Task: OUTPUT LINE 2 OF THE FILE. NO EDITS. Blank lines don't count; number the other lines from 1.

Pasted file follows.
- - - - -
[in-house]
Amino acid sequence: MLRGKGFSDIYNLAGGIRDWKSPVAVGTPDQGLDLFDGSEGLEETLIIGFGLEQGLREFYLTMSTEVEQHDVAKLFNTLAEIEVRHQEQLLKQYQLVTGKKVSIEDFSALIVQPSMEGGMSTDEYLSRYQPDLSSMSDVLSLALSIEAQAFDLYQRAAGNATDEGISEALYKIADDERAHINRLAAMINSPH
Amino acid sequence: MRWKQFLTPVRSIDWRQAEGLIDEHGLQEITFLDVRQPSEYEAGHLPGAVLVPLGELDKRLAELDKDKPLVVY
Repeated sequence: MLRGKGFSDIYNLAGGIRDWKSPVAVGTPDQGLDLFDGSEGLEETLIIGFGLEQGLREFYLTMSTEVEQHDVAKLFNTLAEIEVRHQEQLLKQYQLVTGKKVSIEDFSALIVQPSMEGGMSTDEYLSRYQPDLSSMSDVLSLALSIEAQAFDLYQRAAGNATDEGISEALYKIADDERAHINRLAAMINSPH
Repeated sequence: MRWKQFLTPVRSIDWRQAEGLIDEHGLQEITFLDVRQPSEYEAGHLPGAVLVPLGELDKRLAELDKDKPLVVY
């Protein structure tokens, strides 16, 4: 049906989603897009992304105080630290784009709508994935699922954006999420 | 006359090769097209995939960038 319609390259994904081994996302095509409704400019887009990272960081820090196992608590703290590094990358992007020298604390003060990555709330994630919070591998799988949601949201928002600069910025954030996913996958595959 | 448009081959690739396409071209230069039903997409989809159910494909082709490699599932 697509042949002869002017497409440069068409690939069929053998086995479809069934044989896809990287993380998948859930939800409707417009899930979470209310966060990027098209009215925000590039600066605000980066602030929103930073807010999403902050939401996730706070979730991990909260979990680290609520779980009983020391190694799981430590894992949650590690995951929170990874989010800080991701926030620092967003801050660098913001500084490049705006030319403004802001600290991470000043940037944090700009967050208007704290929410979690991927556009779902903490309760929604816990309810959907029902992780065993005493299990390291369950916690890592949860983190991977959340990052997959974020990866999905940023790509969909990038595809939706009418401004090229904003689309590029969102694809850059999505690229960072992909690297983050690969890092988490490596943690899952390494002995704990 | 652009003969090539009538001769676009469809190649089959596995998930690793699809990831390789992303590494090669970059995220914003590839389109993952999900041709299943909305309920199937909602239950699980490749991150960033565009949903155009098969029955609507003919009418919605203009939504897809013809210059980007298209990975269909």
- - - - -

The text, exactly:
Amino acid sequence: MLRGKGFSDIYNLAGGIRDWKSPVAVGTPDQGLDLFDGSEGLEETLIIGFGLEQGLREFYLTMSTEVEQHDVAKLFNTLAEIEVRHQEQLLKQYQLVTGKKVSIEDFSALIVQPSMEGGMSTDEYLSRYQPDLSSMSDVLSLALSIEAQAFDLYQRAAGNATDEGISEALYKIADDERAHINRLAAMINSPH